We’re heading into winter, which means a few things. It’s getting cold, you’re gonna need to put on your puffy jackets, find some indoor activities to burn off all your kids’ extra energy and everybody’s gonna get sick.

Yep, that’s right. It’s cold and flu season. Fun times!

The worst thing about flu season is that it affects everyone— kids and parents. Even if you don’t get sick yourself, you still have to take a sick day from work to take care of your sick kids, who will just pass it from one to the other. Just as everyone starts feeling better, the cycle begins again.

Mazzy has been out for a total of ten days so far this year and each time, she has to catch up on school work and I fall way behind on my work, which is a lot of the reason that I haven’t blogged as much this year. I work for myself and often think about what would happen if I had to answer to an employer. Last year’s cold and flu season negatively affected millions of parents and their children, with a record-breaking 900,000 hospitalizations and over 80,000 flu-related deaths. Sorry to get so serious there with the facts.

This cold and flu season, I am partnering with Lysol on their One Less Sick Day program which gives children, schools and families tools to help prevent the spread of these illnesses. They are arming schools with their germ-killing products, educational tools such as Lysol Healthy Habits, and providing 10,000 American schools with free Kinsa smart thermometers, so that parents can see anonymous information on symptoms and illnesses going around. Hopefully, this will help us all detect illnesses sooner and know when to be most vigilant!

Otherwise, you can look forward to sick days that look a lot like this…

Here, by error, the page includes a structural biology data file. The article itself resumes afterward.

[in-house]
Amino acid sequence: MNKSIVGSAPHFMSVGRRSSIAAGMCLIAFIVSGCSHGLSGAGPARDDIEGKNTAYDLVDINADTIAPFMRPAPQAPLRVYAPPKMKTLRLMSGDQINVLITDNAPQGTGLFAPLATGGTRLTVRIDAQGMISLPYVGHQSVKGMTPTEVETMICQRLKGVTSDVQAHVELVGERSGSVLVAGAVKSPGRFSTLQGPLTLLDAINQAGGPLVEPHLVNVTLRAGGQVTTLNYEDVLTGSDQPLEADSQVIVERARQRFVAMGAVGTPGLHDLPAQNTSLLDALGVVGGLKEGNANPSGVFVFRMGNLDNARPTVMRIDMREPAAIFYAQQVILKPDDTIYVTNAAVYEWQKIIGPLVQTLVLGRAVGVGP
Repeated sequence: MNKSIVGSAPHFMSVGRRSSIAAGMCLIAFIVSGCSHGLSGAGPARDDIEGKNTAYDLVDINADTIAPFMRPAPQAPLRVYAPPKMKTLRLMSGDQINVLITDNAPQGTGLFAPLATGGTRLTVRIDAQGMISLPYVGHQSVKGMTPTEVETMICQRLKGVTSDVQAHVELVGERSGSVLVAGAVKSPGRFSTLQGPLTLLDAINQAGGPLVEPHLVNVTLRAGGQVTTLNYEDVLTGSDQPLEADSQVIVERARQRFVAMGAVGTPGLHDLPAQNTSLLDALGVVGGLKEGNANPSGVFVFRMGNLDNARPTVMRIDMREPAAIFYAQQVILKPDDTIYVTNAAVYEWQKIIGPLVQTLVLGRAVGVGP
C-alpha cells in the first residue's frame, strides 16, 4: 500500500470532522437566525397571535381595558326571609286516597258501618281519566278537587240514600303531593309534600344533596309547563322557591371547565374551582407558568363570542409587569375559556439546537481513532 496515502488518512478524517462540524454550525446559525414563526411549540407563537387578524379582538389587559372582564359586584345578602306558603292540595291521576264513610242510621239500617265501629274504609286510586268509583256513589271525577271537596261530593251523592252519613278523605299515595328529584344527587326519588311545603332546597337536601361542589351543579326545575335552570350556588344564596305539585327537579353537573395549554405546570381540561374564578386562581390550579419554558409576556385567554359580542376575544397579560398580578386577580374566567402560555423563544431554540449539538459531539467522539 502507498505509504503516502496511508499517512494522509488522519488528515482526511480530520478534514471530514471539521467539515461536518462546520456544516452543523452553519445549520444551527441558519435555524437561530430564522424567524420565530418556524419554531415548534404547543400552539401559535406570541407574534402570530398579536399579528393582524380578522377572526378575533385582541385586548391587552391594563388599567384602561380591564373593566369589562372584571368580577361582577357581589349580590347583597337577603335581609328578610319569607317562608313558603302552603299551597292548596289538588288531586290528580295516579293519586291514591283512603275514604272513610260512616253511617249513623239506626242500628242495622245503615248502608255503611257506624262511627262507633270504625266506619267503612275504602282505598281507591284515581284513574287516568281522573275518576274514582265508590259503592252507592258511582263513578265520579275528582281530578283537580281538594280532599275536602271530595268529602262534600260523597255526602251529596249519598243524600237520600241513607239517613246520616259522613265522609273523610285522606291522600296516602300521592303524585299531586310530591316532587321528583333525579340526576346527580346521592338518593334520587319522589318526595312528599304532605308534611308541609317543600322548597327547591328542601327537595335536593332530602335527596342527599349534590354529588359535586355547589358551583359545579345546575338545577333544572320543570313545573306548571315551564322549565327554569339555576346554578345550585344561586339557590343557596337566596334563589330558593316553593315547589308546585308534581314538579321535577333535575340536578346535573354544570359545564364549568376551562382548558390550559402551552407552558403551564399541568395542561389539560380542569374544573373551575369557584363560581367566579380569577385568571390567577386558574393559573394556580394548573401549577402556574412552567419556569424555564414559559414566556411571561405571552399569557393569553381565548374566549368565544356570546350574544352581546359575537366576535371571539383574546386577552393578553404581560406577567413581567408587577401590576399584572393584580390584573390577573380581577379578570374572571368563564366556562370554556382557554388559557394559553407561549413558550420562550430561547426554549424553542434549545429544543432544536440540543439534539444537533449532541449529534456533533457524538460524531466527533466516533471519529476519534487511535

12 of the Most Annoying Things that Happen When Your Kid Comes Down with a Cold

1) Your kid announces she needs to stay home from school. You think, “Oh yeah? I’ve heard that one before.” You take her temp (just to humor her) and she seems fine. You send her to school anyway. Then a half hour after you get to work, you get the call from the school nurse. “Mazzy’s got a temperature. She needs to go home.”

2) You pick up your kid from the nurse and feel the need to tell her that you took your kid’s temperature this morning and she was fine. The nurse stares at you, like, LADY. I don’t have time for this. Then you look at your daughter who, between coughs and groans, gives you the “I told you so” smirk.

3) You set your kid on the couch, with a blanket, a box of tissues, her favorite stuffed animal and a movie. You think, maybe I can get some work done while she rests up. You give her a kiss on the forehead and attempt to walk over to your laptop, over on the kitchen counter, far away from the germs. “Mommy, I want to cuddle.” How do you say no to that???

4) You acquiesce and settle down next to your sick kid, giving her a big mama hug, trying to make it as caring and heartfelt as possible, while also fully knowing that it’s your own death sentence. She returns the love by coughing directly in your face. Excellent.